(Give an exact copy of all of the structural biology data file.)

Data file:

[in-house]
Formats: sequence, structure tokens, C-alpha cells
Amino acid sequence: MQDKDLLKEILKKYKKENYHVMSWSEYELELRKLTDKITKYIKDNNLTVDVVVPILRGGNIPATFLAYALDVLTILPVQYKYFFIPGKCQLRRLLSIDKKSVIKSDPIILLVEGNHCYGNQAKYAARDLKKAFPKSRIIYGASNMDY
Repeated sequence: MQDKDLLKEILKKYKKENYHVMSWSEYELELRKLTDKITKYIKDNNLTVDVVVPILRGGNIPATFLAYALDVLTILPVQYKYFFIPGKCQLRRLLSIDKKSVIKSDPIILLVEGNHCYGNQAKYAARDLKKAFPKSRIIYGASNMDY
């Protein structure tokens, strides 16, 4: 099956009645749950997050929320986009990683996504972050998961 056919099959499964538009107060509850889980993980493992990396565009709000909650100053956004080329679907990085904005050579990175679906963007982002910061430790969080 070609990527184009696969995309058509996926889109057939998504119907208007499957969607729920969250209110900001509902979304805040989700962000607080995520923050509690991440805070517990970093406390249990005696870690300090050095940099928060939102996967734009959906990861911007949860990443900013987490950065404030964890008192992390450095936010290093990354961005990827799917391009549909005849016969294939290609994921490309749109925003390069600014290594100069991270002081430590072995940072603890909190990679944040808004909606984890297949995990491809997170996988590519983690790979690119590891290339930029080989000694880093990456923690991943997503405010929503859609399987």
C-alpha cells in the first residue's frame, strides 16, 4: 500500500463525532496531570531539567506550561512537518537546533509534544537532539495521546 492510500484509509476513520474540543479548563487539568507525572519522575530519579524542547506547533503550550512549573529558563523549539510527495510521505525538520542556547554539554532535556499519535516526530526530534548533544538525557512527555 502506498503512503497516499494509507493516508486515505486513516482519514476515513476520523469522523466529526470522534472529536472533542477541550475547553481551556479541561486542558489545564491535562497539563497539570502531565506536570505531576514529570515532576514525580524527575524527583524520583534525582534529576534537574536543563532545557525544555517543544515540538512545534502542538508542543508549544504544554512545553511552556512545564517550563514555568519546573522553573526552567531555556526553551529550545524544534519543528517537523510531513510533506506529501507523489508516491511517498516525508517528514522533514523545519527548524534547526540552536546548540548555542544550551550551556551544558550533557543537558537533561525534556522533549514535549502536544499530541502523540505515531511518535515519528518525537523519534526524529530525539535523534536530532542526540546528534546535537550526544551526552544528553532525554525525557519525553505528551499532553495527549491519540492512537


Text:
[in-house]
Formats: sequence, structure tokens, C-alpha cells
Amino acid sequence: MQDKDLLKEILKKYKKENYHVMSWSEYELELRKLTDKITKYIKDNNLTVDVVVPILRGGNIPATFLAYALDVLTILPVQYKYFFIPGKCQLRRLLSIDKKSVIKSDPIILLVEGNHCYGNQAKYAARDLKKAFPKSRIIYGASNMDY
Repeated sequence: MQDKDLLKEILKKYKKENYHVMSWSEYELELRKLTDKITKYIKDNNLTVDVVVPILRGGNIPATFLAYALDVLTILPVQYKYFFIPGKCQLRRLLSIDKKSVIKSDPIILLVEGNHCYGNQAKYAARDLKKAFPKSRIIYGASNMDY
């Protein structure tokens, strides 16, 4: 099956009645749950997050929320986009990683996504972050998961 056919099959499964538009107060509850889980993980493992990396565009709000909650100053956004080329679907990085904005050579990175679906963007982002910061430790969080 070609990527184009696969995309058509996926889109057939998504119907208007499957969607729920969250209110900001509902979304805040989700962000607080995520923050509690991440805070517990970093406390249990005696870690300090050095940099928060939102996967734009959906990861911007949860990443900013987490950065404030964890008192992390450095936010290093990354961005990827799917391009549909005849016969294939290609994921490309749109925003390069600014290594100069991270002081430590072995940072603890909190990679944040808004909606984890297949995990491809997170996988590519983690790979690119590891290339930029080989000694880093990456923690991943997503405010929503859609399987």
C-alpha cells in the first residue's frame, strides 16, 4: 500500500463525532496531570531539567506550561512537518537546533509534544537532539495521546 492510500484509509476513520474540543479548563487539568507525572519522575530519579524542547506547533503550550512549573529558563523549539510527495510521505525538520542556547554539554532535556499519535516526530526530534548533544538525557512527555 502506498503512503497516499494509507493516508486515505486513516482519514476515513476520523469522523466529526470522534472529536472533542477541550475547553481551556479541561486542558489545564491535562497539563497539570502531565506536570505531576514529570515532576514525580524527575524527583524520583534525582534529576534537574536543563532545557525544555517543544515540538512545534502542538508542543508549544504544554512545553511552556512545564517550563514555568519546573522553573526552567531555556526553551529550545524544534519543528517537523510531513510533506506529501507523489508516491511517498516525508517528514522533514523545519527548524534547526540552536546548540548555542544550551550551556551544558550533557543537558537533561525534556522533549514535549502536544499530541502523540505515531511518535515519528518525537523519534526524529530525539535523534536530532542526540546528534546535537550526544551526552544528553532525554525525557519525553505528551499532553495527549491519540492512537